I think the headline of this Ars Technica piece on the mobile workforce can be a bit misleading. When you read the nuts and bolts of the piece, a different message is sent. Compared to this headline, it’s clear an agenda was meant:
“How Mobile Technology Created A Workforce That Never Stops Working.”
Some vision-casting for the future of our workforce is necessary, and what better way to think of them than with a mobile device or two in their hands. It does beg the question of how connected we should be, though.
As someone who can’t put their phone down, or manage to let it out of my sight, I see the conundrum We should be able to disconnect and allow ourselves some space from everything that’s going on. There’s also some physiological issues that can stem from needing to be available at all times.
Instead of looking at it that way, I would like to focus on how being connected can help us manage our workdays a little better.
For many of us, work used to be a time where you put your head down and cranked out as much as you could so that you could be home in time for dinner. There was no ability to take work home once. If you could, there was no way to collaborate or manage workflows correctly. As a result, our time in office was very stressful.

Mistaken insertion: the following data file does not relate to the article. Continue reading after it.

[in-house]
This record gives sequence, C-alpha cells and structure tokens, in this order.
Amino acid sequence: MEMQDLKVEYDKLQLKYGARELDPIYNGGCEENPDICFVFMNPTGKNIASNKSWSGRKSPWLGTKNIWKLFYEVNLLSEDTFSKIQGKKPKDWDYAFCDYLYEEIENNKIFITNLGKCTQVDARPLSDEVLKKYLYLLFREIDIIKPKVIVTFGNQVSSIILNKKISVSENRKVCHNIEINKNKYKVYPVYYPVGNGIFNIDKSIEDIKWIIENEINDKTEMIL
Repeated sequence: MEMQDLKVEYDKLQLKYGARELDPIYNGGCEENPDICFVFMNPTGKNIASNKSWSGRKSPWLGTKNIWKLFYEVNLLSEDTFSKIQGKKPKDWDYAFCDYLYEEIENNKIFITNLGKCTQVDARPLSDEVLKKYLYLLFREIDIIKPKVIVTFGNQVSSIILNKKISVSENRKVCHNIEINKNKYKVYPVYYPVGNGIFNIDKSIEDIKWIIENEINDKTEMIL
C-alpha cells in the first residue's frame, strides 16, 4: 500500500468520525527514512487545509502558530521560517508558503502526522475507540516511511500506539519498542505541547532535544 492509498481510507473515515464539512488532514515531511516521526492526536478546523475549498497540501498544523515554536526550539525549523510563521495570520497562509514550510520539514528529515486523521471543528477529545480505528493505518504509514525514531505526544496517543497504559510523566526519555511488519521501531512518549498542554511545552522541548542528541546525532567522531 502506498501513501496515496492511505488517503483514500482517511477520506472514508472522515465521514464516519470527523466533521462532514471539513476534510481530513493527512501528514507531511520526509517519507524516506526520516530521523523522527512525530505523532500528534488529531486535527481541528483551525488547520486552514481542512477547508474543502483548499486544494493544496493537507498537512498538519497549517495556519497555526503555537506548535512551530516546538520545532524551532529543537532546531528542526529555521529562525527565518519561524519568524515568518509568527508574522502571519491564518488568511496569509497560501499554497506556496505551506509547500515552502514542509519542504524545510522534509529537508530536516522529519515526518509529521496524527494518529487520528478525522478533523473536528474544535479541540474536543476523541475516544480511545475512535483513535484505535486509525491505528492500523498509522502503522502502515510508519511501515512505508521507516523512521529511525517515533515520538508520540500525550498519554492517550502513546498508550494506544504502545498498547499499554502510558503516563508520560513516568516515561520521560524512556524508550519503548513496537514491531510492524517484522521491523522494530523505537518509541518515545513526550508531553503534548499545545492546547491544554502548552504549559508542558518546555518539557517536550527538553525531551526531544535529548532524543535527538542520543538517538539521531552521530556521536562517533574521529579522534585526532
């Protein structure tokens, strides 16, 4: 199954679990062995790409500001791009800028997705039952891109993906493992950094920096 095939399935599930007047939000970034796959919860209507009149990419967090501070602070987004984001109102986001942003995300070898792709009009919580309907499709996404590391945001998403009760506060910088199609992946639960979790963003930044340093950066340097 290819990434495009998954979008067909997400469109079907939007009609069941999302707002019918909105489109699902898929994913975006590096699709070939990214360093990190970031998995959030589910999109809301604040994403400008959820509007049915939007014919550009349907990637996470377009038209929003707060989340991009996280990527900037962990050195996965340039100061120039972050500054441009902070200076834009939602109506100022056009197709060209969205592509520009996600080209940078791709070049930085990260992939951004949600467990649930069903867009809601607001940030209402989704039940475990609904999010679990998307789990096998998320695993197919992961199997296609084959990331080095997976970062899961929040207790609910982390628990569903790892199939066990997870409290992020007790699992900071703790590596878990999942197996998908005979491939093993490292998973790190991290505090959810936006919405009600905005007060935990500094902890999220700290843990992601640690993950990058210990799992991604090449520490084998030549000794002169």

Now, I can go throughout my day knowing that work will get done by the talented people I collaborate with every day. If that means I respond to an email before bed or over the breakfast table, it means my time in the office can be used for tasks that are more important. Face-to-face interaction, building each other up, making the best products possible, and more.
Instead of getting bogged down by all the electronic communication requirements we have, get them out of the way during off-peak hours and focus on enjoying the day with some great people. That’s how people build great things together.
The next time you feel bad for checking your email in bed, or answer a text from a colleague during your morning run, consider it one step further towards sanity from 9-5 (or whenever you work). Don’t overload yourself, but use the right boundaries for work and home.
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